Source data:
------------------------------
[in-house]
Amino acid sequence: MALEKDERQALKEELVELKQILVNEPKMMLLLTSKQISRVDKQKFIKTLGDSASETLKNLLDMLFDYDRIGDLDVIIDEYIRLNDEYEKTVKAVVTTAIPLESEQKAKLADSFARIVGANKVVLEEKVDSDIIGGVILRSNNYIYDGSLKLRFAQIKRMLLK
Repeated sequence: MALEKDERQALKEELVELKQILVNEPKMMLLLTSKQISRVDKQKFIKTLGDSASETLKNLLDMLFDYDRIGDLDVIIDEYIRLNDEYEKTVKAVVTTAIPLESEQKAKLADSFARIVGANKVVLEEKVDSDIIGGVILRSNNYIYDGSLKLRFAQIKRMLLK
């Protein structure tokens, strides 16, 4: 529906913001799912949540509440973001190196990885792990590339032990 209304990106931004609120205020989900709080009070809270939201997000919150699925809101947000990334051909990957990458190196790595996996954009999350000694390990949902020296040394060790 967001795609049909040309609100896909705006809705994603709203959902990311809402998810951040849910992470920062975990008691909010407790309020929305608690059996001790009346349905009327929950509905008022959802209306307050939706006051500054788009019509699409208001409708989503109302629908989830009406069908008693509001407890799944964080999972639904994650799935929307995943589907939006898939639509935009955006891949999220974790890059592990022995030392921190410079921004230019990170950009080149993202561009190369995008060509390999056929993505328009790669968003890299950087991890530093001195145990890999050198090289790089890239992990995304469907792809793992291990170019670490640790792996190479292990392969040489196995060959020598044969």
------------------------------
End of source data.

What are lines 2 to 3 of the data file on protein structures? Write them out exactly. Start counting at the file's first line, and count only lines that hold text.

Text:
Amino acid sequence: MALEKDERQALKEELVELKQILVNEPKMMLLLTSKQISRVDKQKFIKTLGDSASETLKNLLDMLFDYDRIGDLDVIIDEYIRLNDEYEKTVKAVVTTAIPLESEQKAKLADSFARIVGANKVVLEEKVDSDIIGGVILRSNNYIYDGSLKLRFAQIKRMLLK
Repeated sequence: MALEKDERQALKEELVELKQILVNEPKMMLLLTSKQISRVDKQKFIKTLGDSASETLKNLLDMLFDYDRIGDLDVIIDEYIRLNDEYEKTVKAVVTTAIPLESEQKAKLADSFARIVGANKVVLEEKVDSDIIGGVILRSNNYIYDGSLKLRFAQIKRMLLK